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Living Translation

Living Translation: Language and the Search for Resonance in U.S. Chinese Medicine

Sonya E. Pritzker
Copyright Date: 2014
Edition: 1
Published by: Berghahn Books
Pages: 228
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  • Book Info
    Living Translation
    Book Description:

    Integrating theoretical perspectives with carefully grounded ethnographic analyses of everyday interaction and experience,Living Translationexamines the worlds of international translators as well as U.S. teachers and students of Chinese medicine, focusing on the transformations that occur as participants engage in a "search for resonance" with foreign terms and concepts. Based on a close examination of heated international debates as well as specific texts, classroom discussions, and interviews with publishers, authors, teachers, and students, Sonya Pritzker demonstrates the "living translation" of Chinese medicine as a process unfolding through interaction, inscription, embodied experience, and clinical practice. By documenting the stream of conversations that together constitute this process, the book thus traces the translation of Chinese medicine from text to practice with an eye towards the social, political, historical, moral, and even personal dimensions involved in the transnational production of knowledge about health, illness, and the body.

    eISBN: 978-1-78238-311-6
    Subjects: Anthropology, Health Sciences

Table of Contents

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  1. Front Matter
    (pp. i-vi)
  2. Table of Contents
    (pp. vii-vii)
  3. Acknowledgments
    (pp. viii-ix)
  4. Note on the Text: Transcription Conventions
    (pp. x-x)
  5. Introduction. In Search of Resonance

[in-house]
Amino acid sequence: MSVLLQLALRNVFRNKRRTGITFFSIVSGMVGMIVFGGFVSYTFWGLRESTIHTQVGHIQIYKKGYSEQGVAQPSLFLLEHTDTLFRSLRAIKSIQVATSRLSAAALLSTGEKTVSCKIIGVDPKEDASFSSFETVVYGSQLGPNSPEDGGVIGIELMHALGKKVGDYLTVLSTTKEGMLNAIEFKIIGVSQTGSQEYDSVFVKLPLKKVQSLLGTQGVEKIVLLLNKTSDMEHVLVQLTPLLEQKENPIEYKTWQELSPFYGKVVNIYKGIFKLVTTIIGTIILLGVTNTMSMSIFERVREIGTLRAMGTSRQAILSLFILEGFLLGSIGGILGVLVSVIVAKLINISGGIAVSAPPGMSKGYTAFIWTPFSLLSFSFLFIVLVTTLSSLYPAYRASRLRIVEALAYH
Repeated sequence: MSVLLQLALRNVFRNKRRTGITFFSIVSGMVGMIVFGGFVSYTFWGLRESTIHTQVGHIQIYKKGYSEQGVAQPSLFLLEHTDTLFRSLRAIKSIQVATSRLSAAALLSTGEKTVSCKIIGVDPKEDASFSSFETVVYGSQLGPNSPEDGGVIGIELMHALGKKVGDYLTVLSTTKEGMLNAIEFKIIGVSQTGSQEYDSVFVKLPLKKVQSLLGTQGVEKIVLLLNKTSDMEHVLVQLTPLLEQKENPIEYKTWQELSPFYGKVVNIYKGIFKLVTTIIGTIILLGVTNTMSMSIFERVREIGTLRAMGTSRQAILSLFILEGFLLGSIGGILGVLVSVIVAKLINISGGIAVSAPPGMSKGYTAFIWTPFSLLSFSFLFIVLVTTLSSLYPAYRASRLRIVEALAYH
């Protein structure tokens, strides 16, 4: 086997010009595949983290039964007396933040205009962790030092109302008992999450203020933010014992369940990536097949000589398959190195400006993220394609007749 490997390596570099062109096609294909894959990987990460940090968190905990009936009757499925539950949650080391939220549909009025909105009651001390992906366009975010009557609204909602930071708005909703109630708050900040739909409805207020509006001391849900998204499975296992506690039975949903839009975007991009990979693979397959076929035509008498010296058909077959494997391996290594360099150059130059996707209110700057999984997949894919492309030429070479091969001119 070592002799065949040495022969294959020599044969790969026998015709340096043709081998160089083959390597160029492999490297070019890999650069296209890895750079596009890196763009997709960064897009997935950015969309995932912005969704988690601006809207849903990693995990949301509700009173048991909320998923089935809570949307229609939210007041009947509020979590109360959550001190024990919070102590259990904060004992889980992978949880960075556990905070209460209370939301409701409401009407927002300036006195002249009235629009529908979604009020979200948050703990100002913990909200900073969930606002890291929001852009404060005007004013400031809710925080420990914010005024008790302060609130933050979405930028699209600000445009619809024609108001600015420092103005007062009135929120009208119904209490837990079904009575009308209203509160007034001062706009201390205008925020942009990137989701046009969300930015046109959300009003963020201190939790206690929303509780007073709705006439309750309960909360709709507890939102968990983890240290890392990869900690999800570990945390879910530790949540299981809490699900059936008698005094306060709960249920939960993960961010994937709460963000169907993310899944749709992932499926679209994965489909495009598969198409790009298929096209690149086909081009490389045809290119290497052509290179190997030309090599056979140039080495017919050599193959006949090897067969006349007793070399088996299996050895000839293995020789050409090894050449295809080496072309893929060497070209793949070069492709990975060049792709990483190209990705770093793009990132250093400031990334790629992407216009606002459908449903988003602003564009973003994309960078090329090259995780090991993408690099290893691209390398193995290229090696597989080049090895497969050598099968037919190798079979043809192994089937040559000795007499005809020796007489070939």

(pp. 1-18)

    I am sitting in a classroom along with about fifteen students who have just begun their four-year program at a school of Oriental Medicine in Southern California. At the end of this program, the students will take both state and national licensing exams to become practitioners of acupuncture and herbal medicine, along with—as they see fit to incorporate—Chinese medical massage, nutrition, and exercise. The teacher, a young non-Chinese speaking Caucasian man who himself has been licensed for about five years, launches into an extensive explanation of why translators who use the term “meridian” to translate the Chinese term...

  6. CHAPTER 1 The Real Chinese Medicine
    (pp. 19-54)

    To attempt to define Chinese medicine is to become immediately embroiled in a complex web of sociocultural and historical circumstances stretching from the eighteenth century B.C. to the present, from Tibet to Mongolia to India to Europe to China and back again. Several renowned scholars have taken steps toward filling in pieces of this history, showing how the various practices and theories that comprise what is now understood as Chinese medicine have developed alongside vast political and social changes in China, and beyond, for several thousands of years (Furth 1999; Hinrichs and Barnes 2013; Kuriyama 1994; Scheid 2002, 2007; Sivin...

  7. CHAPTER 2 Ideas about Words, and Words about Ideas
    (pp. 55-86)

    With the understanding of historical, institutional, moral, and material landscapes provided by the last chapter, this chapter looks more deeply at ideologies of language and translation in Chinese medicine. By ideologies of language, I am talking here about “any sets of beliefs about language articulated by the users as a rationalization or justification of perceived language structure and use” (Silverstein 1979: 193). I am talking, in other words, about what people in contemporary Chinese medicine think language is and how they understand what languagedoesandshould do,that is, how the use (or nonuse) of language is justified. By...